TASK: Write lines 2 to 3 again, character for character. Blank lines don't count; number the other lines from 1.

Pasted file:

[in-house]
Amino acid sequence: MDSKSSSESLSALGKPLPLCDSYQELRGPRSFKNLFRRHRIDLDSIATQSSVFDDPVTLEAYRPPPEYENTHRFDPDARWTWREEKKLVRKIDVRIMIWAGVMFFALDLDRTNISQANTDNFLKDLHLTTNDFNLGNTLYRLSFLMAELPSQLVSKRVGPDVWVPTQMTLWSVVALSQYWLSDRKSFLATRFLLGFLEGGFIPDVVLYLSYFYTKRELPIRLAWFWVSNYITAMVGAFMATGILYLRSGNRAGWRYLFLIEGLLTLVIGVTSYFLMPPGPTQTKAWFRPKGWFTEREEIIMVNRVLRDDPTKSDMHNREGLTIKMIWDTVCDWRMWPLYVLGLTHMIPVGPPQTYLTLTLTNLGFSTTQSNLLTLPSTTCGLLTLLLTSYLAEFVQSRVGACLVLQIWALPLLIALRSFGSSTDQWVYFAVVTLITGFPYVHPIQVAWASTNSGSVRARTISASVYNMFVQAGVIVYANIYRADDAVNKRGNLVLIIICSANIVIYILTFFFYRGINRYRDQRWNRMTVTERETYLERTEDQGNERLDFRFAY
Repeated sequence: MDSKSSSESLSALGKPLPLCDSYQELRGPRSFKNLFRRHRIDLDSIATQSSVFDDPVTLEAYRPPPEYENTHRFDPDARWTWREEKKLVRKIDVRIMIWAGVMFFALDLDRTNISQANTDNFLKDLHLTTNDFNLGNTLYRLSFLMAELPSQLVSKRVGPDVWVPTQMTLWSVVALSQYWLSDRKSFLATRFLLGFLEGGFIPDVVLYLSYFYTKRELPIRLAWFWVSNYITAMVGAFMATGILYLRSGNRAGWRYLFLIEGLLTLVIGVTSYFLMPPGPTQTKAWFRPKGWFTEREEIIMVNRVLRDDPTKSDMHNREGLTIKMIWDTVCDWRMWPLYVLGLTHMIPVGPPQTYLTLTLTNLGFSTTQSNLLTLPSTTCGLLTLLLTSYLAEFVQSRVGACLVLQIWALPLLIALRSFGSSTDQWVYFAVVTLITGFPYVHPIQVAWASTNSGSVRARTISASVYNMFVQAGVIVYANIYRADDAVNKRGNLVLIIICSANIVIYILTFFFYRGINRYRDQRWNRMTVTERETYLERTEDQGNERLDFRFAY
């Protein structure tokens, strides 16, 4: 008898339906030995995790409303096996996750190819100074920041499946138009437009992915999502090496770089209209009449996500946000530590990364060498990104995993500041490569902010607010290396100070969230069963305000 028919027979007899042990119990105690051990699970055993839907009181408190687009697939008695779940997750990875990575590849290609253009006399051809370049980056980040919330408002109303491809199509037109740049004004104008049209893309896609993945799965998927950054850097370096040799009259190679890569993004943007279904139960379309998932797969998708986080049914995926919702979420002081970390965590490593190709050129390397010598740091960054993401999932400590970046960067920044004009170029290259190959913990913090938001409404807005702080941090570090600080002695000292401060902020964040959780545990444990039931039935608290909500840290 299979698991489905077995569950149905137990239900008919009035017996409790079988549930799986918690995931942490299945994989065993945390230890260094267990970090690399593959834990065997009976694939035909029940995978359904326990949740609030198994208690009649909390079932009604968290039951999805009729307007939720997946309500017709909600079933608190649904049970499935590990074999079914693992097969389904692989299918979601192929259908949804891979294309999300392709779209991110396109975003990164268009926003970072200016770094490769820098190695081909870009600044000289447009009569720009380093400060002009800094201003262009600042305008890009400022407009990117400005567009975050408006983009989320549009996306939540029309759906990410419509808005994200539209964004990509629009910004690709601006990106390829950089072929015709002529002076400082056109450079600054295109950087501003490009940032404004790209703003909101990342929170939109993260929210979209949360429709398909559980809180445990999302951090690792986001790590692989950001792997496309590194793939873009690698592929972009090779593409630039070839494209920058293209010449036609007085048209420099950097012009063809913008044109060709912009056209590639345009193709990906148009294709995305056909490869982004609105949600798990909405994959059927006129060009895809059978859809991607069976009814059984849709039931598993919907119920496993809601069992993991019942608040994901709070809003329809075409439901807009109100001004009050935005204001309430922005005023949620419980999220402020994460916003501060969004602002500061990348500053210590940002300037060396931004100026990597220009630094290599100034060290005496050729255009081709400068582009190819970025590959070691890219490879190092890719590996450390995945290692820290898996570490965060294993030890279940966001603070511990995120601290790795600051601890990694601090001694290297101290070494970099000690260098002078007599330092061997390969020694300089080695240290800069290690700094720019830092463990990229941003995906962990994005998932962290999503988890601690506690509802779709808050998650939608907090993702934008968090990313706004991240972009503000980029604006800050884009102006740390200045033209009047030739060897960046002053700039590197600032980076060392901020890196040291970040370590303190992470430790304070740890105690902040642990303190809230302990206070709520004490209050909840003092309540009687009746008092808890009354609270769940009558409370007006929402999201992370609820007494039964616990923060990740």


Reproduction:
Amino acid sequence: MDSKSSSESLSALGKPLPLCDSYQELRGPRSFKNLFRRHRIDLDSIATQSSVFDDPVTLEAYRPPPEYENTHRFDPDARWTWREEKKLVRKIDVRIMIWAGVMFFALDLDRTNISQANTDNFLKDLHLTTNDFNLGNTLYRLSFLMAELPSQLVSKRVGPDVWVPTQMTLWSVVALSQYWLSDRKSFLATRFLLGFLEGGFIPDVVLYLSYFYTKRELPIRLAWFWVSNYITAMVGAFMATGILYLRSGNRAGWRYLFLIEGLLTLVIGVTSYFLMPPGPTQTKAWFRPKGWFTEREEIIMVNRVLRDDPTKSDMHNREGLTIKMIWDTVCDWRMWPLYVLGLTHMIPVGPPQTYLTLTLTNLGFSTTQSNLLTLPSTTCGLLTLLLTSYLAEFVQSRVGACLVLQIWALPLLIALRSFGSSTDQWVYFAVVTLITGFPYVHPIQVAWASTNSGSVRARTISASVYNMFVQAGVIVYANIYRADDAVNKRGNLVLIIICSANIVIYILTFFFYRGINRYRDQRWNRMTVTERETYLERTEDQGNERLDFRFAY
Repeated sequence: MDSKSSSESLSALGKPLPLCDSYQELRGPRSFKNLFRRHRIDLDSIATQSSVFDDPVTLEAYRPPPEYENTHRFDPDARWTWREEKKLVRKIDVRIMIWAGVMFFALDLDRTNISQANTDNFLKDLHLTTNDFNLGNTLYRLSFLMAELPSQLVSKRVGPDVWVPTQMTLWSVVALSQYWLSDRKSFLATRFLLGFLEGGFIPDVVLYLSYFYTKRELPIRLAWFWVSNYITAMVGAFMATGILYLRSGNRAGWRYLFLIEGLLTLVIGVTSYFLMPPGPTQTKAWFRPKGWFTEREEIIMVNRVLRDDPTKSDMHNREGLTIKMIWDTVCDWRMWPLYVLGLTHMIPVGPPQTYLTLTLTNLGFSTTQSNLLTLPSTTCGLLTLLLTSYLAEFVQSRVGACLVLQIWALPLLIALRSFGSSTDQWVYFAVVTLITGFPYVHPIQVAWASTNSGSVRARTISASVYNMFVQAGVIVYANIYRADDAVNKRGNLVLIIICSANIVIYILTFFFYRGINRYRDQRWNRMTVTERETYLERTEDQGNERLDFRFAY